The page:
Contamination of water with plastic bottles

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Every minute, one million plastic bottles are purchased around the world. As many as 91% of them are not recycled. Instead, they end up in landfills, where they decompose for up to 1,000 years. Those bottles that don’t make it to the landfill are most likely to pollute the oceans, poisoning the environment and injuring and killing marine animals. The Great Pacific Garbage Patch is believed to cover an area of 1.6 million square kilometers, three times the size of France. The next time you think about buying a drink in a plastic bottle, think again.

Plastic bottles the most common type of waste

Plastic in recent decades has become a staple of convenience and modern lifestyles. Plastic is cheap, extremely versatile and suitable for many applications. That also makes it a global environmental problem – according to an EPA report, every piece of plastic ever made still exists. More than 380 million tons of plastic are produced each year, and production is expected to increase by 40% over the next 10 years. About 50% of this plastic is used only once and then discarded – for humans it’s only a few moments, but for the planet at least a few hundred years. Beverage bottles are one of the most commonly discarded plastic wastes. In 2016. Around 480 billion such bottles have been sold worldwide – that’s one million bottles per minute.

How long does a plastic bottle decompose?

The bottles are usually made of polyethylene terephthalate (PET), which naturally breaks down over 400 years and is highly recyclable. The average time for complete decomposition is about 450 years, and sometimes it can take up to 1,000 years.

Plastic in the ocean

It is estimated that more than 10 million tons of plastic enter the oceans each year. If nothing is done about it, then By 2050. there will be more of them in the oceans than fish.

Plastics that enter the oceans can be ingested by marine animals. Recent research indicates that the amount in seafood is growing – a study by Belgium’s Ghent University found that people who regularly eat seafood consume up to 11,000 each year. small pieces – microplastics. Another study, conducted by Plymouth University, found that1/3 of all fish caught in the UK contained small pieces of plastic.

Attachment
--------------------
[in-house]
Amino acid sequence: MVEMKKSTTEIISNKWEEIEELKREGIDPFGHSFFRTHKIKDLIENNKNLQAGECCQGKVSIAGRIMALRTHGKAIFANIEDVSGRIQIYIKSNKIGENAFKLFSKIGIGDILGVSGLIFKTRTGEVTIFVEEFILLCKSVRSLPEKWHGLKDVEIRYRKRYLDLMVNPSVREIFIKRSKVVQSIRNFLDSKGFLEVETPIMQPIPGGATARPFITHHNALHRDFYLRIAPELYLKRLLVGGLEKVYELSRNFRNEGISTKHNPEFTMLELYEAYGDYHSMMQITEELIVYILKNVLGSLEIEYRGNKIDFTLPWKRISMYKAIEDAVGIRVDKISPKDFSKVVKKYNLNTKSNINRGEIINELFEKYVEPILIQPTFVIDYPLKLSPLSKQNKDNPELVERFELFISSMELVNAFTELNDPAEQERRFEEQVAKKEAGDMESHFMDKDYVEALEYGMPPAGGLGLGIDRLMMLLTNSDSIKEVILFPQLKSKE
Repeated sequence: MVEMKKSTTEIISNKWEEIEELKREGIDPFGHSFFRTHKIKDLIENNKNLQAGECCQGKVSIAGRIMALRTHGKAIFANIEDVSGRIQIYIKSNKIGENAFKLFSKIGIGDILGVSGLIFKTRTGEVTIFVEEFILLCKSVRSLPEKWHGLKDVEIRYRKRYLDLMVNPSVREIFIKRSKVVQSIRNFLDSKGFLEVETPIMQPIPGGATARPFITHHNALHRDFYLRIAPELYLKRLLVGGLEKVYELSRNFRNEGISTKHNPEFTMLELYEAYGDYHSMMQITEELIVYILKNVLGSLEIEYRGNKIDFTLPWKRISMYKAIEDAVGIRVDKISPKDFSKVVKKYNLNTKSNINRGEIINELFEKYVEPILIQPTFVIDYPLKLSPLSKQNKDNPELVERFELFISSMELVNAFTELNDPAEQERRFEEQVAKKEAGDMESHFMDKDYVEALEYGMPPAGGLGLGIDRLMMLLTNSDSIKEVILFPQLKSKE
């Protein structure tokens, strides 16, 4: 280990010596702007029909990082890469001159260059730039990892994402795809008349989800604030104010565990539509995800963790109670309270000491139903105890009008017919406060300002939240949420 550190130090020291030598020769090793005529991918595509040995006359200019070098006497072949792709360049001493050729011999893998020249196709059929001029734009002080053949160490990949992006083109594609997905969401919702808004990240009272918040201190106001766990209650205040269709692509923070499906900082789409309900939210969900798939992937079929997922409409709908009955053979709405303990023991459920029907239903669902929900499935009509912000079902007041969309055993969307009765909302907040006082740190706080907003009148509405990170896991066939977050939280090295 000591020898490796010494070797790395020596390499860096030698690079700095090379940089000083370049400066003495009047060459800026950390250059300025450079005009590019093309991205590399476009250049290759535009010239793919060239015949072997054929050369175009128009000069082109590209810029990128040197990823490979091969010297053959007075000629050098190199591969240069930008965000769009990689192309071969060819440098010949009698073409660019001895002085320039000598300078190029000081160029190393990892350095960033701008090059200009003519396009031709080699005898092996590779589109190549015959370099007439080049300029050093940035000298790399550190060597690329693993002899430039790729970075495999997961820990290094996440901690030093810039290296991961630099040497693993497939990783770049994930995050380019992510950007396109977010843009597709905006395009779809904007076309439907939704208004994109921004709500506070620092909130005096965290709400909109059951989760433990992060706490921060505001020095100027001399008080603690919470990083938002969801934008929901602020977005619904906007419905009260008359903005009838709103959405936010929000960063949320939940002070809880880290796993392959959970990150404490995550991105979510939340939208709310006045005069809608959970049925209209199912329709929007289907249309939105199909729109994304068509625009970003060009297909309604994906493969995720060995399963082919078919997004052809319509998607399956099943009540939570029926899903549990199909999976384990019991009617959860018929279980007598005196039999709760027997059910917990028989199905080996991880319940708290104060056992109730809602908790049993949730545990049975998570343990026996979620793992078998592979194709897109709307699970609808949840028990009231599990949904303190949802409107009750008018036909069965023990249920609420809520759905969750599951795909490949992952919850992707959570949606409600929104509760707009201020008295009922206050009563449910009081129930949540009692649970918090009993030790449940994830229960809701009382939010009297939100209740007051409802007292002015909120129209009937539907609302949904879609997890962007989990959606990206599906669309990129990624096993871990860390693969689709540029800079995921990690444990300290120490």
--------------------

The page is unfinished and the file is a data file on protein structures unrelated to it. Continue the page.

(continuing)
How many plastic bottles are in the oceans?

The number in the sea is unknown, but more than 10 million tons of plastic enter the oceans each year. It’s the equivalent of a garbage truck dumping plastic into the ocean every minute. There are an estimated 5.25 trillion pieces of plastic waste in the oceans, with 269,000 floating on the surface. tons, and under the surface – 4 billion microfibers per km².

  • The most common items found in the ocean are: cigarette filters (32%), food packaging (9%), bottle caps (8%), tableware (6%), plastic bottles (6%), and plastic shopping bags (5%).
  • By 2030. We will be pouring the equivalent of two garbage trucks full of plastic into the ocean every minute, a figure that will double by 2050.
  • Studies estimate that plastics account for 60% to 90% of marine pollution.

Plastic waste statistics

Plastic waste statistics show that people have already polluted every beach in the world. Scientists have discovered microbeads of plastic embedded even deep in Arctic ice.

  • Each year 380 million tons of plastic are produced, which weighs as much as the world’s population. Only 50% are single-use plastics.
  • 70% of our plastic trash sinks in the oceans, 15% can be found on the water, and another 15% ends up on beaches.
  • By 2050. The amount of plastic in our oceans will outnumber the number of fish.
  • Only 1 in 5 plastic bottles is recycled.
  • It is estimated that more than 150 plastic bottles litter every mile of all beaches in the UK, yet they continue to be discarded. It is believed that the world’s beaches have about 5,000 pieces of plastic pollution per square mile.

Solutions

The best way to solve the problem of plastic water pollution, besides cleaning up the oceans, is to change behavior and habits, which means reducing plastic consumption in the first place. This means looking for alternatives and using plastic only when absolutely necessary.

  • Considering the reuse of water bottles may be a solution other than recycling them.
  • Start using reusable stainless steel bottles, better for health and the environment.
  • Help raise awareness by informing friends and family about the environmental impact of bottles.
  • Source alternatives. It’s not just plastic water bottles that affect nature. Find household items such as soap and cleaning products that come in environmentally friendly packaging.
  • Make sure you recycle the plastic.

The main solution is to educate and inform people about the impact plastics have on the environment and the health of future generations. Along with education, a change in consumer behavior can occur.

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